Kiss recorded a disco hit and a ludicrous concept album. They stuck two new guys in weird new makeup, before finally unmasking themselves in 1983, beginning a long run as midlevel hair-metal hitmakers (Stanley looked pretty without his makeup; Simmons, not so much).
They had already started work on an inevitable grunge album when, in 1995, Stanley and Simmons reunited with Frehley and Criss for an MTV Unplugged episode. They brought them back, this time as salaried employees, for six years of wildly successful but strife-filled tours – with the makeup back on. These days, Simmons and Stanley use two reliable hired guns instead, replacements who dress up as the old guys' characters, to Frehley's and Criss' considerable distress.
In the land of merch, though, Kiss is always just Kiss. It's the white-faced likenesses of the band's signature characters – Simmons' Demon, Stanley's Starchild, Frehley's Spaceman and Criss' Catman – that matter, not the men behind them. So what if the actual founders of Kiss have written wildly contradictory memoirs insulting one another? Their dolls get along just fine. In here, as Simmons likes to say, Kiss is a brand, not a band. "Kiss is like a cockroach that will outlive you all," he says. "It's bigger, even, than the guys who were in the band." He means himself, too.
On this cloudy afternoon, Simmons, 64, is wearing a tailored black blazer with a bright-red pocket square over a finely made black T-shirt, paired with black leather trousers and cowboy boots. Business on top, rock star on bottom. He's six feet two, with a build that doomed the band's early attempts at performing in drag ("I looked like Phyllis Diller with glitter," he says). As always, his poodle-textured black hair hangs to his shoulders, in a style one comedian suggested was inspired by Planet of the Apes. "This is all me – a lot of spray," he says, fondling the inert fur. "You're welcome to play around with it."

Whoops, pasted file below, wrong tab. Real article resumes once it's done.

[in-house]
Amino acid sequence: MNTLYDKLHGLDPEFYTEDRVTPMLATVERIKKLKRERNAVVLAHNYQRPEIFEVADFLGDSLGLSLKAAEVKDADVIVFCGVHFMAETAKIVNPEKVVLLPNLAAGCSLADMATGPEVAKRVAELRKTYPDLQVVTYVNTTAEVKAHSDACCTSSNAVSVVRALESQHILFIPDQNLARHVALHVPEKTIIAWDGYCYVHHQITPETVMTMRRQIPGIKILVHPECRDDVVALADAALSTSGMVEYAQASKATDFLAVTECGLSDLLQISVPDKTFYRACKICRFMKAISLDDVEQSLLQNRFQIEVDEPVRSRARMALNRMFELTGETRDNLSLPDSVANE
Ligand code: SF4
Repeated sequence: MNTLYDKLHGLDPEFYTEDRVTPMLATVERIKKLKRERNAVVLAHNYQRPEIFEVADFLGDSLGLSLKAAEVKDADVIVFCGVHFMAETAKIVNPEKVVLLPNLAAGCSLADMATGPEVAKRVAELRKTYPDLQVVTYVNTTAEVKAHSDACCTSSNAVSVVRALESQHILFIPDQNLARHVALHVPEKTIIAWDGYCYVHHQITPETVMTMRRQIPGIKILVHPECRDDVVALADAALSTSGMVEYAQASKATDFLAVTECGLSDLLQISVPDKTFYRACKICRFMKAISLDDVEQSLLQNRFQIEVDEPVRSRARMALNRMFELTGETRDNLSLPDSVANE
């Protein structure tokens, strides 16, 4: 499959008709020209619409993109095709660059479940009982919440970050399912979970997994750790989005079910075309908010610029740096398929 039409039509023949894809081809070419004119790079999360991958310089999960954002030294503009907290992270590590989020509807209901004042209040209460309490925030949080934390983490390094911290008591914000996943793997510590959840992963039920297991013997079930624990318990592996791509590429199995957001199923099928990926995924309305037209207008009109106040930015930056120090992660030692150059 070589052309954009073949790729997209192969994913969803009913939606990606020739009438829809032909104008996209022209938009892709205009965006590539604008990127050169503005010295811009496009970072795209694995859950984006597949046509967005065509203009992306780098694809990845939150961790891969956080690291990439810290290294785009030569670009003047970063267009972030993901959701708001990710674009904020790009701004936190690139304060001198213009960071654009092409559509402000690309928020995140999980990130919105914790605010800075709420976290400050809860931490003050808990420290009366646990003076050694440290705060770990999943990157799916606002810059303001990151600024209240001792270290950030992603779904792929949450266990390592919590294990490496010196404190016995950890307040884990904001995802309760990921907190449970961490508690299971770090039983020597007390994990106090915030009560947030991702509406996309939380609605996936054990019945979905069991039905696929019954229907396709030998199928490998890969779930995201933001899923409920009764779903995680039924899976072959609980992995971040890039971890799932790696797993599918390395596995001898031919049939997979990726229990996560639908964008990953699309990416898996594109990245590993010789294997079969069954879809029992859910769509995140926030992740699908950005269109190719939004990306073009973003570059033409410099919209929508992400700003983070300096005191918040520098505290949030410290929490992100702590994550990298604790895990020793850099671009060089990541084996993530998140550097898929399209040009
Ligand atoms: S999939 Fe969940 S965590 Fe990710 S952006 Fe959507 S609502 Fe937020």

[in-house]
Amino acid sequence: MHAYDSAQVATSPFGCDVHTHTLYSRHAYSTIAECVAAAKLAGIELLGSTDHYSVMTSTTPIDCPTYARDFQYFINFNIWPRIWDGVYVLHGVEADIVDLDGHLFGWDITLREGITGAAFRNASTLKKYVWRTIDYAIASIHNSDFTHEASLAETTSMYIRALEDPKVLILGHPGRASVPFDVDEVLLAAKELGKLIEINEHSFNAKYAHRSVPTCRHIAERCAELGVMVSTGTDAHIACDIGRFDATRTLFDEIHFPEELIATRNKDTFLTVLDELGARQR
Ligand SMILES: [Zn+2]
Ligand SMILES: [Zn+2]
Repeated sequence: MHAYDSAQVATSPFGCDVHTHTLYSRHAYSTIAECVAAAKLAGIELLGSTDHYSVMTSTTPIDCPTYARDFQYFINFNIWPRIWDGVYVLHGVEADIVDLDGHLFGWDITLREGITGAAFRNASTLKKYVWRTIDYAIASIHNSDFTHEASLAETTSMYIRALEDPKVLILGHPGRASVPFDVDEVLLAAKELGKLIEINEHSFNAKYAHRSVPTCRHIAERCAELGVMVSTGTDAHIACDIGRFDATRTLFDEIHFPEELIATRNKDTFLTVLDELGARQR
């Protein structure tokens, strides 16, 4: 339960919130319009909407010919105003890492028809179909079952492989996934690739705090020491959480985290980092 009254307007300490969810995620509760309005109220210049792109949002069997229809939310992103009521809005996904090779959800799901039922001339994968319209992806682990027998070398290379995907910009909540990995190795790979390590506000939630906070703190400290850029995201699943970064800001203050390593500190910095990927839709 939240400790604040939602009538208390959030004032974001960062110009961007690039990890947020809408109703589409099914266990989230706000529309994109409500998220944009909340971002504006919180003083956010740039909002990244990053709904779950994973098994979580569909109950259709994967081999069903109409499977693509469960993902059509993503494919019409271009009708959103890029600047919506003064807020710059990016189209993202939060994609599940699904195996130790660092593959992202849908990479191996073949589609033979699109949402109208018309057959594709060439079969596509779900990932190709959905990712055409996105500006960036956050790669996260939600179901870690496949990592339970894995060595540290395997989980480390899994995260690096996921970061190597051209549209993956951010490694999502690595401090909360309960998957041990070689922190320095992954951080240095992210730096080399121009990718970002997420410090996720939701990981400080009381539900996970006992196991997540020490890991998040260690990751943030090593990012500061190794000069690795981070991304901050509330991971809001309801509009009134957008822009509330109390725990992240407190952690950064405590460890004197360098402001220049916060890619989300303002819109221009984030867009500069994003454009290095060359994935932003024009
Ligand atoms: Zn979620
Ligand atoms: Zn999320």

He's sitting in a leather office chair behind his desk, which is stacked with copies of his autobiography and DVDs of his reality show, Gene Simmons Family Jewels ("More episodes than I Love Lucy!"). Behind him is a giant blowup of his appearance on the cover of a magazine called Private Wealth. "I have a life-equity strategy entity called Cool Springs," says Simmons (it helps rich people obtain mammoth life-insurance policies). "It's difficult for people to understand, because they've been poisoned by the idea that rock stars are stupid. Jagger's pretty smart. Very few others are. If it wasn't for their guitars, they'd be asking, 'Would you like some fries with that, sir?'"